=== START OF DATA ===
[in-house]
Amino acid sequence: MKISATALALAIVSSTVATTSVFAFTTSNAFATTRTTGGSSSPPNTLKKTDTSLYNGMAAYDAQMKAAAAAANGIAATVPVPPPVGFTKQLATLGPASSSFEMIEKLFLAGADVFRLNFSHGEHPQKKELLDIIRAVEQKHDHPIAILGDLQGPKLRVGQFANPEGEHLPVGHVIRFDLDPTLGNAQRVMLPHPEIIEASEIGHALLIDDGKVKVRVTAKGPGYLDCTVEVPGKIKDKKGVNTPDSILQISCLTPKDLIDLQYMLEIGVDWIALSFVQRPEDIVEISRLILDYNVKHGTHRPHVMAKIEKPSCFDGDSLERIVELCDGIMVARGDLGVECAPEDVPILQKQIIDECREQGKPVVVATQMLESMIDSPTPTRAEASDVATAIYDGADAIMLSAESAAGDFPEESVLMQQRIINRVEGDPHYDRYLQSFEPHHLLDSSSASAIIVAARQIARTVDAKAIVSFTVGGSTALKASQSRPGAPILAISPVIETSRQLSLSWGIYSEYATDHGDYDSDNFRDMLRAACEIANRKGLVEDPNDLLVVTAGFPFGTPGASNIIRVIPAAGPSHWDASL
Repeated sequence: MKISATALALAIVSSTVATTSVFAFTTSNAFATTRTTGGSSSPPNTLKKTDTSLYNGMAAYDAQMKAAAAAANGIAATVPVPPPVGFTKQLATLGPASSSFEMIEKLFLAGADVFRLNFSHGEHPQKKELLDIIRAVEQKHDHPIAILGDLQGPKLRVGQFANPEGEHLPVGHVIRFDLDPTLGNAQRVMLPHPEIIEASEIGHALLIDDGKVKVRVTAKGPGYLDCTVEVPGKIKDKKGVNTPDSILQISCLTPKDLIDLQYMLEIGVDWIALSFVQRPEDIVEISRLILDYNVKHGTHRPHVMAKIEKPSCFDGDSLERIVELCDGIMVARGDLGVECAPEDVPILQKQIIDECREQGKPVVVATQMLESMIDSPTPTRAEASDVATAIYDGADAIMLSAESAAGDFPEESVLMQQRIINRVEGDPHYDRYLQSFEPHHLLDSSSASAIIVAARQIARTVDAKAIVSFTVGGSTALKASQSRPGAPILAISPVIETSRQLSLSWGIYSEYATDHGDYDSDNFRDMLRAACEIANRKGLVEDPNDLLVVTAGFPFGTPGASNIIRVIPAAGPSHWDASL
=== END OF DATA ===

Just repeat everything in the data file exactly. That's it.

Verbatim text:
[in-house]
Amino acid sequence: MKISATALALAIVSSTVATTSVFAFTTSNAFATTRTTGGSSSPPNTLKKTDTSLYNGMAAYDAQMKAAAAAANGIAATVPVPPPVGFTKQLATLGPASSSFEMIEKLFLAGADVFRLNFSHGEHPQKKELLDIIRAVEQKHDHPIAILGDLQGPKLRVGQFANPEGEHLPVGHVIRFDLDPTLGNAQRVMLPHPEIIEASEIGHALLIDDGKVKVRVTAKGPGYLDCTVEVPGKIKDKKGVNTPDSILQISCLTPKDLIDLQYMLEIGVDWIALSFVQRPEDIVEISRLILDYNVKHGTHRPHVMAKIEKPSCFDGDSLERIVELCDGIMVARGDLGVECAPEDVPILQKQIIDECREQGKPVVVATQMLESMIDSPTPTRAEASDVATAIYDGADAIMLSAESAAGDFPEESVLMQQRIINRVEGDPHYDRYLQSFEPHHLLDSSSASAIIVAARQIARTVDAKAIVSFTVGGSTALKASQSRPGAPILAISPVIETSRQLSLSWGIYSEYATDHGDYDSDNFRDMLRAACEIANRKGLVEDPNDLLVVTAGFPFGTPGASNIIRVIPAAGPSHWDASL
Repeated sequence: MKISATALALAIVSSTVATTSVFAFTTSNAFATTRTTGGSSSPPNTLKKTDTSLYNGMAAYDAQMKAAAAAANGIAATVPVPPPVGFTKQLATLGPASSSFEMIEKLFLAGADVFRLNFSHGEHPQKKELLDIIRAVEQKHDHPIAILGDLQGPKLRVGQFANPEGEHLPVGHVIRFDLDPTLGNAQRVMLPHPEIIEASEIGHALLIDDGKVKVRVTAKGPGYLDCTVEVPGKIKDKKGVNTPDSILQISCLTPKDLIDLQYMLEIGVDWIALSFVQRPEDIVEISRLILDYNVKHGTHRPHVMAKIEKPSCFDGDSLERIVELCDGIMVARGDLGVECAPEDVPILQKQIIDECREQGKPVVVATQMLESMIDSPTPTRAEASDVATAIYDGADAIMLSAESAAGDFPEESVLMQQRIINRVEGDPHYDRYLQSFEPHHLLDSSSASAIIVAARQIARTVDAKAIVSFTVGGSTALKASQSRPGAPILAISPVIETSRQLSLSWGIYSEYATDHGDYDSDNFRDMLRAACEIANRKGLVEDPNDLLVVTAGFPFGTPGASNIIRVIPAAGPSHWDASL